Hope From Piplantri
As someone who has run a marathon or two, it’s certainly been a difficult week. The marathon bombing is tragic on so many levels. And, while there is hope in the stories of survivors and heroic responders alike, make no mistake about it, evil won that day.
For too long, evil has won more than its share of days when it comes to the treatment of women in the country of India. You’ve probably heard the headlines, of women gang-raped on buses, of short-term “contract marriages,” and of women unable to succeed due to deeply entrenched cultural patterns of male privilege.
Evil sucks, but evil doesn’t always win.
Consider the village of Piplantri in northwestern India. The people of Piplantri are pushing against the tide of privilege that’s expressed in the abandonment of unwanted girl babies. Here’s the story:
For the last several years, Piplantri village panchayat has been saving girl children and increasing the green cover in and around it at the same time.
Here, villagers plant 111 trees every time a girl is born and the community ensures these trees survive, attaining fruition as the girls grow up.
Over the last six years, people here have managed to plant over a quarter million trees on the village’s grazing commons- inlcuding neem, sheesham, mango, Amla among others.
On an average 60 girls are born here every year, according to the village’s former sarpanch Shyam Sundar Paliwal, who was instrumental in starting this initiative in the memory of his daughter Kiran, who died a few years ago.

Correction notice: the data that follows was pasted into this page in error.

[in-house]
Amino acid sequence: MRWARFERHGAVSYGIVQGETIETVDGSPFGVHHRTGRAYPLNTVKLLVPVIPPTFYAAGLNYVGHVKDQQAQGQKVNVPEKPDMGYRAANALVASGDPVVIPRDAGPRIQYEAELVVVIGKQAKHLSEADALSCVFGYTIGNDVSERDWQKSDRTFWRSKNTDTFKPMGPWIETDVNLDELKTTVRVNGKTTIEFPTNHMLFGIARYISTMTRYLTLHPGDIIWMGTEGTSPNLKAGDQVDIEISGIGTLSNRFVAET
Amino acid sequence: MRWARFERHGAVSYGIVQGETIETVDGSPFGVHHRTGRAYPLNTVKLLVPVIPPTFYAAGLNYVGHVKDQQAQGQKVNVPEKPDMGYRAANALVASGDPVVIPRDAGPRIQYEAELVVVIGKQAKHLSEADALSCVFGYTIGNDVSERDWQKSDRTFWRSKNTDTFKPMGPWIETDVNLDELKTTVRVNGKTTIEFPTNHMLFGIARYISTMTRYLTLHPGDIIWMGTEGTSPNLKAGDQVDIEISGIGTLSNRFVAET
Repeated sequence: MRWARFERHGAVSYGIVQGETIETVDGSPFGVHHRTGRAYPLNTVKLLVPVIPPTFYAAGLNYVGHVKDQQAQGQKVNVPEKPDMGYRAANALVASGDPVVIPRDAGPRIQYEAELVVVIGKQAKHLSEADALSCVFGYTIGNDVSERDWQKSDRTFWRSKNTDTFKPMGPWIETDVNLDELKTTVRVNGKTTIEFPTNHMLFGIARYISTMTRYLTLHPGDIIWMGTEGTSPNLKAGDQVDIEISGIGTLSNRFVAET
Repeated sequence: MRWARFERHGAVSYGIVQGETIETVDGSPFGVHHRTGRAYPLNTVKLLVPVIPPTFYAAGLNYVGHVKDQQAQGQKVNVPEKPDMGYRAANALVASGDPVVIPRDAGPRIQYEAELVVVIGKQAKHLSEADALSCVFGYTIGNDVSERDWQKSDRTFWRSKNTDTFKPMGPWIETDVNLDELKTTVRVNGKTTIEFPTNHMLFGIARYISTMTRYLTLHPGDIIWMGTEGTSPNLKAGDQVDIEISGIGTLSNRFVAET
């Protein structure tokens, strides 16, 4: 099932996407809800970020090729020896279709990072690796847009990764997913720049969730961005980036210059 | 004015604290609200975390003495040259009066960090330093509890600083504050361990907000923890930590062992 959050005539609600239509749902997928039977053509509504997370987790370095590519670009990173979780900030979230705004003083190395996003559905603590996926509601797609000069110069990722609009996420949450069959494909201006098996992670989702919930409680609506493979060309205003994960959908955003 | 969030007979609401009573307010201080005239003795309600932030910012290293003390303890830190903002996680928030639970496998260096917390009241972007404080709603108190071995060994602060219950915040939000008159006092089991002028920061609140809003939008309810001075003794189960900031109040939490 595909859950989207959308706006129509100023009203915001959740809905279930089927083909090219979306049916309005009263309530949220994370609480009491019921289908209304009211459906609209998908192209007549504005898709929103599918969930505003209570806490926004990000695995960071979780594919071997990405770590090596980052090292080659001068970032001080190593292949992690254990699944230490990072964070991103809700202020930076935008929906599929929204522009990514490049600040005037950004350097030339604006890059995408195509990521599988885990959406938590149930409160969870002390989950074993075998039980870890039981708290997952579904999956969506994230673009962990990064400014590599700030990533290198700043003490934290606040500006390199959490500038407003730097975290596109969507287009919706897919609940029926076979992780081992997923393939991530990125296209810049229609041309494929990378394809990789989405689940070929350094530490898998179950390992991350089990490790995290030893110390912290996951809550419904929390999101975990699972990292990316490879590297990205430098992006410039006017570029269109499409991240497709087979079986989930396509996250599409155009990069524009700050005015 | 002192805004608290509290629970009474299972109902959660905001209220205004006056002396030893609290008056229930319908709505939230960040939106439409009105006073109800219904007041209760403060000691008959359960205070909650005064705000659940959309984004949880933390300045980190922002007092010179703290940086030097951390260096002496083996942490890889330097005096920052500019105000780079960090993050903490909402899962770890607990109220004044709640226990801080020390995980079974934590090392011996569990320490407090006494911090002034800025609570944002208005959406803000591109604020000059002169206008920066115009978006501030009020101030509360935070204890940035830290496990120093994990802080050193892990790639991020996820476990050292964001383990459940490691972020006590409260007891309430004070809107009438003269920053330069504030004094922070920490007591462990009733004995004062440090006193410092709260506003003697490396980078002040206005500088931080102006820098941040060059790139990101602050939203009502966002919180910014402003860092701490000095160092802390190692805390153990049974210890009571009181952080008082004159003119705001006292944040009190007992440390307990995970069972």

In about half these cases, parents are reluctant to accept the girl children, he says.
Such families are identified by a village committee comprising the village school principal along with panchayat and Anganwadi members.
Rs. 21,000 is collected from the village residents and Rs.10,000 from the girl’s father and this sum of Rs. 31,000 is made into a fixed deposit for the girl, with a maturity period of 20 years.
But here’s the best part.
“We make these parents sign an affidavit promising that they would not marry her off before the legal age, send her to school regularly and take care of the trees planted in her name,” says Mr. Paliwal.
It’s poetic, right? Instead of abandonment, there is celebration. Instead of an forgotten child, trees are planted. Instead of evil, there is a commitment to the communal good.
In the aftermath of the Boston heartbreak, a meme of Mr. Rogers has been making the rounds on facebook. It’s a shot of Mr. Rogers accompanied by one of his quotes:
“When I was a boy and I would see scary things in the news, my mother would say to me, “Look for the helpers. You will always find people who are helping.”
It’s a good word. Thank God for the helpers, for the brave men and women of Boston, and, a half a world away, for the counter-cultural people of Piplantri.
What about you? How can you help someone today?